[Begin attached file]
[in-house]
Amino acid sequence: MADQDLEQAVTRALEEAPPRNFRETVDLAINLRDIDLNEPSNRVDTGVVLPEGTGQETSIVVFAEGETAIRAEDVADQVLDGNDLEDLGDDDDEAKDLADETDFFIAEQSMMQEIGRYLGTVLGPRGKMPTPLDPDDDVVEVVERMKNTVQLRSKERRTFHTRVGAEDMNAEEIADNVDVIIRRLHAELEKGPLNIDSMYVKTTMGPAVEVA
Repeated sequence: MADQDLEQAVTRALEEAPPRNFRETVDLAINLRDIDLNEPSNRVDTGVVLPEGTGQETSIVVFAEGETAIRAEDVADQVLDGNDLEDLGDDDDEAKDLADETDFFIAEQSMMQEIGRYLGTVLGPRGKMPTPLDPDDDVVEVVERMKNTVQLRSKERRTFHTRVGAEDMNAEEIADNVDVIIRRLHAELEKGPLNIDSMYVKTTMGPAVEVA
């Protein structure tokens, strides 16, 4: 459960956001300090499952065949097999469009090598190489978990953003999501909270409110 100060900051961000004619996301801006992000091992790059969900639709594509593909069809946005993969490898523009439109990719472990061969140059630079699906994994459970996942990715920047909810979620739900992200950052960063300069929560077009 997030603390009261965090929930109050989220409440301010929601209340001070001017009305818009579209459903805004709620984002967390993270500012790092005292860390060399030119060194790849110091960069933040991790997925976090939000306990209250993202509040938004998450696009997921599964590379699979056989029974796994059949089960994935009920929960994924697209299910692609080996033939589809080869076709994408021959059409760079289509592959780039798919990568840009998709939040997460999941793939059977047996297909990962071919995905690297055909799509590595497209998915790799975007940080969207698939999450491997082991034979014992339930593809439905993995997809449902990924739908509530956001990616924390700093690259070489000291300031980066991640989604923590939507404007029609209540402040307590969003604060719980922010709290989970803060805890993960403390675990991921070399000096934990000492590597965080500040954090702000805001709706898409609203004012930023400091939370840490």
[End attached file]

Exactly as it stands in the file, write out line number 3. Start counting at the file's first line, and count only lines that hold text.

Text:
Repeated sequence: MADQDLEQAVTRALEEAPPRNFRETVDLAINLRDIDLNEPSNRVDTGVVLPEGTGQETSIVVFAEGETAIRAEDVADQVLDGNDLEDLGDDDDEAKDLADETDFFIAEQSMMQEIGRYLGTVLGPRGKMPTPLDPDDDVVEVVERMKNTVQLRSKERRTFHTRVGAEDMNAEEIADNVDVIIRRLHAELEKGPLNIDSMYVKTTMGPAVEVA